Dual polarity full-wave center tap rectifier
Another, more popular full-wave rectifier design exists, and it is built around a four-diode bridge configuration. For obvious reasons, this design is called a full-wave bridge. Figure 

Full-wave bridge rectifier.
Current directions for the full-wave bridge rectifier circuit are as shown in Figure  for positive half-cycle and Figure for negative half-cycles of the AC source waveform. Note that regardless of the polarity of the input, the current flows in the same direction through the load. That is, the negative half-cycle of source is a positive half-cycle at the load. The current flow is through two diodes in series for both polarities. Thus, two diode drops of the source voltage are lost (0.7·2=1.4 V for Si) in the diodes. This is a disadvantage compared with a full-wave center-tap design. This disadvantage is only a problem in very low voltage power supplies.

Full-wave bridge rectifier: Electron flow for positive half-cycles.

Full-wave bridge rectifier: Electron flow for negative half=cycles.
Remembering the proper layout of diodes in a full-wave bridge rectifier circuit can often be frustrating to the new student of electronics. I've found that an alternative representation of this circuit is easier both to remember and to comprehend. It's the exact same circuit, except all diodes are drawn in a horizontal attitude, all “pointing” the same direction. Figure.

Alternative layout style for Full-wave bridge rectifier.
One advantage of remembering this layout for a bridge rectifier circuit is that it expands easily into a polyphase version in Figure.

Three-phase full-wave bridge rectifier circuit.
Each three-phase line connects between a pair of diodes: one to route power to the positive (+) side of the load, and the other to route power to the negative (-) side of the load. Polyphase systems with more than three phases are easily accommodated into a bridge rectifier scheme. Take for instance the six-phase bridge rectifier circuit in Figure.

Six-phase full-wave bridge rectifier circuit.
When polyphase AC is rectified, the phase-shifted pulses overlap each other to produce a DC output that is much “smoother” (has less AC content) than that produced by the rectification of single-phase AC. This is a decided advantage in high-power rectifier circuits, where the sheer physical size of filtering components would be prohibitive but low-noise DC power must be obtained. The diagram in Figure  shows the full-wave rectification of three-phase AC.

Three-phase AC and 3-phase full-wave rectifier output.
In any case of rectification -- single-phase or polyphase -- the amount of AC voltage mixed with the rectifier's DC output is called ripple voltage. In most cases, since “pure” DC is the desired goal, ripple voltage is undesirable. If the power levels are not too great, filtering networks may be employed to reduce the amount of ripple in the output voltage.
Sometimes, the method of rectification is referred to by counting the number of DC “pulses” output for every 360o of electrical “rotation.” A single-phase, half-wave rectifier circuit, then, would be called a 1-pulse rectifier, because it produces a single pulse during the time of one complete cycle (360o) of the AC waveform. A single-phase, full-wave rectifier (regardless of design, center-tap or bridge) would be called a 2-pulse rectifier, because it outputs two pulses of DC during one AC cycle's worth of time. A three-phase full-wave rectifier would be called a 6-pulse unit.
Modern electrical engineering convention further describes the function of a rectifier circuit by using a three-field notation of phases, ways, and number of pulses. A single-phase, half-wave rectifier circuit is given the somewhat cryptic designation of 1Ph1W1P (1 phase, 1 way, 1 pulse), meaning that the AC supply voltage is single-phase, that current on each phase of the AC supply lines moves in only one direction (way), and that there is a single pulse of DC produced for every 360o of electrical rotation. A single-phase, full-wave, center-tap rectifier circuit would be designated as 1Ph1W2P in this notational system: 1 phase, 1 way or direction of current in each winding half, and 2 pulses or output voltage per cycle. A single-phase, full-wave, bridge rectifier would be designated as 1Ph2W2P: the same as for the center-tap design, except current can go both ways through the AC lines instead of just one way. The three-phase bridge rectifier circuit shown earlier would be called a 3Ph2W6P rectifier.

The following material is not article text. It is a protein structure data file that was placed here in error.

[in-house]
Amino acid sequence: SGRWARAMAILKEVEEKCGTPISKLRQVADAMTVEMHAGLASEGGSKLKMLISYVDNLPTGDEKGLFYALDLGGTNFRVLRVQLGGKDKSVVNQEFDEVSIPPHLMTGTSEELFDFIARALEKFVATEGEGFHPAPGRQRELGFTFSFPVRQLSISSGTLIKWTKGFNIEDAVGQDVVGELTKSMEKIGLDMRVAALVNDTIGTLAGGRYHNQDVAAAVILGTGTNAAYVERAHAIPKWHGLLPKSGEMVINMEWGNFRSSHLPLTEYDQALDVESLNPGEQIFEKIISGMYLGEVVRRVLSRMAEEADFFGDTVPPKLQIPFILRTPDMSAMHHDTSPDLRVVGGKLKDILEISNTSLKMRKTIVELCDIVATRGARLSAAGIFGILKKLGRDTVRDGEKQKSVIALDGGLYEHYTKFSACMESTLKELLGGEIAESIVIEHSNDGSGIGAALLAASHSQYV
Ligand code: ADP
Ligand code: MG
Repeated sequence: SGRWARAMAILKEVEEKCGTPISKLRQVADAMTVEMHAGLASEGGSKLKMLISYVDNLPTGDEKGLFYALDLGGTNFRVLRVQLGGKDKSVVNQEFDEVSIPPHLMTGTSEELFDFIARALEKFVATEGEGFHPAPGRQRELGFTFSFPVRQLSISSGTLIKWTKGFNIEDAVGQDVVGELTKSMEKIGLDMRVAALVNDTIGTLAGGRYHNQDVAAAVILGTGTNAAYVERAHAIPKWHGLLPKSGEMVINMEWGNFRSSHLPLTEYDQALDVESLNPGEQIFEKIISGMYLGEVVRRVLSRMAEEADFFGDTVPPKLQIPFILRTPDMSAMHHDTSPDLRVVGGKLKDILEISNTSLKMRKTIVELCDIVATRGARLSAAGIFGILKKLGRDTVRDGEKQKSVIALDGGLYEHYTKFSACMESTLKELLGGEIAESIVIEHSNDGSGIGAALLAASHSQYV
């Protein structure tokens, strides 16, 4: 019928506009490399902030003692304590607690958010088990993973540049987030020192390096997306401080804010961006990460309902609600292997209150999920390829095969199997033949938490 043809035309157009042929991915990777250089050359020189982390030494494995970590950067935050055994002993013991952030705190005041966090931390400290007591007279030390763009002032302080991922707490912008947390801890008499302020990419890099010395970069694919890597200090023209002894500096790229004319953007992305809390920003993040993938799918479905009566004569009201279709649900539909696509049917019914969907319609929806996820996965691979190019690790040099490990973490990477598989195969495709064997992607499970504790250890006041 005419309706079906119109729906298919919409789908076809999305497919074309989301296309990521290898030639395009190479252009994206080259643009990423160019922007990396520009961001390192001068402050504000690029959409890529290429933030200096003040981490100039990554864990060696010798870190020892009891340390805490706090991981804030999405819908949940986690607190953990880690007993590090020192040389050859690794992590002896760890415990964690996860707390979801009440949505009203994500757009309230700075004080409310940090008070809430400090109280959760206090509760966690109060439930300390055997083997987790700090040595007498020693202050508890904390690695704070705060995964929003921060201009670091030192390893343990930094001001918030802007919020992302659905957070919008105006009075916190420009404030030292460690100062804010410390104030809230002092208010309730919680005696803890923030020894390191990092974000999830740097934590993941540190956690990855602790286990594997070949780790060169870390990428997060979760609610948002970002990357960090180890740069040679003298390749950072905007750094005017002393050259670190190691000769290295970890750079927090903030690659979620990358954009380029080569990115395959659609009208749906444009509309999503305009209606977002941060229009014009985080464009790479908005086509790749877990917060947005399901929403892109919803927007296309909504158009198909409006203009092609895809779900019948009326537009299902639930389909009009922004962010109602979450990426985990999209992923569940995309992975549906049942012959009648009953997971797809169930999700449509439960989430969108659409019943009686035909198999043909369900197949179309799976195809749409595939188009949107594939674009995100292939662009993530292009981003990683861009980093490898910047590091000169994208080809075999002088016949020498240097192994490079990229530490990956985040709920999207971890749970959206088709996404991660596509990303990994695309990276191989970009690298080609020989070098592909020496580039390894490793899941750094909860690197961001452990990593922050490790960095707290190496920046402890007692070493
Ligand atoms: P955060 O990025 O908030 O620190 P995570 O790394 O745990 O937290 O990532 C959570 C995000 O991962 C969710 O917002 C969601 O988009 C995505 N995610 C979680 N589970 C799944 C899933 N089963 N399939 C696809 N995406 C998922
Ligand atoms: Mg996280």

Is it possible to obtain more pulses than twice the number of phases in a rectifier circuit? The answer to this question is yes: especially in polyphase circuits. Through the creative use of transformers, sets of full-wave rectifiers may be paralleled in such a way that more than six pulses of DC are produced for three phases of AC. A 30o phase shift is introduced from primary to secondary of a three-phase transformer when the winding configurations are not of the same type. In other words, a transformer connected either Y-Δ or Δ-Y will exhibit this 30o phase shift, while a transformer connected Y-Y or Δ-Δ will not. This phenomenon may be exploited by having one transformer connected Y-Y feed a bridge rectifier, and have another transformer connected Y-Δ feed a second bridge rectifier, then parallel the DC outputs of both rectifiers. Figure  Since the ripple voltage waveforms of the two rectifiers' outputs are phase-shifted 30o from one another, their superposition results in less ripple than either rectifier output considered separately: 12 pulses per 360o instead of just six:

Polyphase rectifier circuit: 3-phase 2-way 12-pulse (3Ph2W12P)
  • Rectification is the conversion of alternating current (AC) to direct current (DC).
  • A half-wave rectifier is a circuit that allows only one half-cycle of the AC voltage waveform to be applied to the load, resulting in one non-alternating polarity across it. The resulting DC delivered to the load “pulsates” significantly.